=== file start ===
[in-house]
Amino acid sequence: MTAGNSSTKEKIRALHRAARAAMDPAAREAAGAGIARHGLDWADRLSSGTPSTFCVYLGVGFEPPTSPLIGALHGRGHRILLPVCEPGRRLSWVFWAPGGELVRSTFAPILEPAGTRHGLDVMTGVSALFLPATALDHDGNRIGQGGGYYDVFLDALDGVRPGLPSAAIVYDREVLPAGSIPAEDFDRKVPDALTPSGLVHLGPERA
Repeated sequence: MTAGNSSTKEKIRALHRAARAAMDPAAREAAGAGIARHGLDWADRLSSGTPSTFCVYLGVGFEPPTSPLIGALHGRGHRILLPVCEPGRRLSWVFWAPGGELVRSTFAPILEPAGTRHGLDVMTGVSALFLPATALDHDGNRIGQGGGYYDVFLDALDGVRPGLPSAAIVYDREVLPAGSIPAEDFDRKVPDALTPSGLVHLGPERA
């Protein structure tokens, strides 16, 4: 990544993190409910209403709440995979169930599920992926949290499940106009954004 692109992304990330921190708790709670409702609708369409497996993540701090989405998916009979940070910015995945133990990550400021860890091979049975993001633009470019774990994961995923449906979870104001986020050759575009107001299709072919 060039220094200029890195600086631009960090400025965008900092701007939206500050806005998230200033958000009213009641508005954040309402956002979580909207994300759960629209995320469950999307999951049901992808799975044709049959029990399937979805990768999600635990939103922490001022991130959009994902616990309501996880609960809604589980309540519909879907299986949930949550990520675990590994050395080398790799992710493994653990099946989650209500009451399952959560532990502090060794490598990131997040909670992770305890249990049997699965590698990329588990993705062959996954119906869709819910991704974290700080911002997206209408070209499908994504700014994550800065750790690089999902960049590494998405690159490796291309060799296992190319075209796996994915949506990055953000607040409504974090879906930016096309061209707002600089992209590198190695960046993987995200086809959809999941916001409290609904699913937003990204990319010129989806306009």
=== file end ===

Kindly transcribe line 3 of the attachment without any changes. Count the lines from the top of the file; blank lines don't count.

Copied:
Repeated sequence: MTAGNSSTKEKIRALHRAARAAMDPAAREAAGAGIARHGLDWADRLSSGTPSTFCVYLGVGFEPPTSPLIGALHGRGHRILLPVCEPGRRLSWVFWAPGGELVRSTFAPILEPAGTRHGLDVMTGVSALFLPATALDHDGNRIGQGGGYYDVFLDALDGVRPGLPSAAIVYDREVLPAGSIPAEDFDRKVPDALTPSGLVHLGPERA